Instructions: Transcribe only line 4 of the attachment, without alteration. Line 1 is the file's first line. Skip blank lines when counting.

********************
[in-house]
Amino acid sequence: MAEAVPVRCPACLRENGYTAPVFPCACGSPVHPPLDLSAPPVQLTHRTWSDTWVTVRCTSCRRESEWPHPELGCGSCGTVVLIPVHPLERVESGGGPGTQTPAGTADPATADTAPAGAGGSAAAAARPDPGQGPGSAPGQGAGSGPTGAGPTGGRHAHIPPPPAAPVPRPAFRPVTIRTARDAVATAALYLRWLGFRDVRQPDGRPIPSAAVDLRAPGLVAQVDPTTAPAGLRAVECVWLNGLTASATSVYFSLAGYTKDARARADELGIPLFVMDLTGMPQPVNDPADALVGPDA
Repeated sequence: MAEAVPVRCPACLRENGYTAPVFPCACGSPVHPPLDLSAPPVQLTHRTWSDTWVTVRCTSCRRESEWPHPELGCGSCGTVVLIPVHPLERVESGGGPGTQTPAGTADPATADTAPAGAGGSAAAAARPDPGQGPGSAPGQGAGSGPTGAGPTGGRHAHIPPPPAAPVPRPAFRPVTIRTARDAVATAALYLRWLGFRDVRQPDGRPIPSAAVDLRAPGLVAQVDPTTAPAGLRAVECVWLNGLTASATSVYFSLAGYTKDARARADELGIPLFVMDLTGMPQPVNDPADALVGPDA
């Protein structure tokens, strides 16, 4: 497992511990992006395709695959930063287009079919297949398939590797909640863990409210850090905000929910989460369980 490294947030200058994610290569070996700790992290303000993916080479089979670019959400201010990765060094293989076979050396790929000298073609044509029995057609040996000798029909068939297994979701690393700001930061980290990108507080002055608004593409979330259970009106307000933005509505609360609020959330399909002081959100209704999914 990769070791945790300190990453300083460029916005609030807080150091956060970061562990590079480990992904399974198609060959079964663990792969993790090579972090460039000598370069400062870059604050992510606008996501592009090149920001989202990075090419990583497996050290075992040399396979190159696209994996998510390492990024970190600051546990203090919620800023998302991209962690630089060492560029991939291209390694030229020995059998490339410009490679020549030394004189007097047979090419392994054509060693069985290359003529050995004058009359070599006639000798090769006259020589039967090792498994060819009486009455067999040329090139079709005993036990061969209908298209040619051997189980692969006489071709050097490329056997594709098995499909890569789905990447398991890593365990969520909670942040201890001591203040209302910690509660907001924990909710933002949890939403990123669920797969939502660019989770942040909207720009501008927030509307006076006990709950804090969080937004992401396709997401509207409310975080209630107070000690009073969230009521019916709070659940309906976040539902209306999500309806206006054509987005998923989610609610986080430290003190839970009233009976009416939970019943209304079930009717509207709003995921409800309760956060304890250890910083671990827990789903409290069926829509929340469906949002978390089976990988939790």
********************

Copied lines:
């Protein structure tokens, strides 16, 4: 497992511990992006395709695959930063287009079919297949398939590797909640863990409210850090905000929910989460369980 490294947030200058994610290569070996700790992290303000993916080479089979670019959400201010990765060094293989076979050396790929000298073609044509029995057609040996000798029909068939297994979701690393700001930061980290990108507080002055608004593409979330259970009106307000933005509505609360609020959330399909002081959100209704999914 990769070791945790300190990453300083460029916005609030807080150091956060970061562990590079480990992904399974198609060959079964663990792969993790090579972090460039000598370069400062870059604050992510606008996501592009090149920001989202990075090419990583497996050290075992040399396979190159696209994996998510390492990024970190600051546990203090919620800023998302991209962690630089060492560029991939291209390694030229020995059998490339410009490679020549030394004189007097047979090419392994054509060693069985290359003529050995004058009359070599006639000798090769006259020589039967090792498994060819009486009455067999040329090139079709005993036990061969209908298209040619051997189980692969006489071709050097490329056997594709098995499909890569789905990447398991890593365990969520909670942040201890001591203040209302910690509660907001924990909710933002949890939403990123669920797969939502660019989770942040909207720009501008927030509307006076006990709950804090969080937004992401396709997401509207409310975080209630107070000690009073969230009521019916709070659940309906976040539902209306999500309806206006054509987005998923989610609610986080430290003190839970009233009976009416939970019943209304079930009717509207709003995921409800309760956060304890250890910083671990827990789903409290069926829509929340469906949002978390089976990988939790």